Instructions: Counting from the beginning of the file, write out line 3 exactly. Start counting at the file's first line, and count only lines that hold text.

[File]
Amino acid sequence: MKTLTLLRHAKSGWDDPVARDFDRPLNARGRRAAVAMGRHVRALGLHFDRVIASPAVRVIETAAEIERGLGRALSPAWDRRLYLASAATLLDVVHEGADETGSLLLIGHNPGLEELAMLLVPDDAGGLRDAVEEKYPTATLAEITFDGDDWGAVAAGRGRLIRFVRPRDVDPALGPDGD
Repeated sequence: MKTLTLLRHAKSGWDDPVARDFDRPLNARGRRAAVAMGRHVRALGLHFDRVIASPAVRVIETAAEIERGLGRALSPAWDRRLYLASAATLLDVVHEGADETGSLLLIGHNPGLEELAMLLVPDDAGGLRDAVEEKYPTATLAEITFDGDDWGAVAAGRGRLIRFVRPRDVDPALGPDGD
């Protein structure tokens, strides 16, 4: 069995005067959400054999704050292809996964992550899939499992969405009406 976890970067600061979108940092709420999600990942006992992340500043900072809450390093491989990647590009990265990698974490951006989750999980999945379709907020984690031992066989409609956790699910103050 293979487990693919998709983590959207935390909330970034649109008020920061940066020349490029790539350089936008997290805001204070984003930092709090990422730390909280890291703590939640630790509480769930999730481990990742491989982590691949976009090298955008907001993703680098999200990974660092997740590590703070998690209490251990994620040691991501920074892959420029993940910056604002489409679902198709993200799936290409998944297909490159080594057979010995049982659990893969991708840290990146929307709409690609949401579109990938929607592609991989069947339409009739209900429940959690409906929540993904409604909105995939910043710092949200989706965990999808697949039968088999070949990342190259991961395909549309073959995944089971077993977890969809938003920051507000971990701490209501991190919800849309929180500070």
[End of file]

């Protein structure tokens, strides 16, 4: 069995005067959400054999704050292809996964992550899939499992969405009406 976890970067600061979108940092709420999600990942006992992340500043900072809450390093491989990647590009990265990698974490951006989750999980999945379709907020984690031992066989409609956790699910103050 293979487990693919998709983590959207935390909330970034649109008020920061940066020349490029790539350089936008997290805001204070984003930092709090990422730390909280890291703590939640630790509480769930999730481990990742491989982590691949976009090298955008907001993703680098999200990974660092997740590590703070998690209490251990994620040691991501920074892959420029993940910056604002489409679902198709993200799936290409998944297909490159080594057979010995049982659990893969991708840290990146929307709409690609949401579109990938929607592609991989069947339409009739209900429940959690409906929540993904409604909105995939910043710092949200989706965990999808697949039968088999070949990342190259991961395909549309073959995944089971077993977890969809938003920051507000971990701490209501991190919800849309929180500070």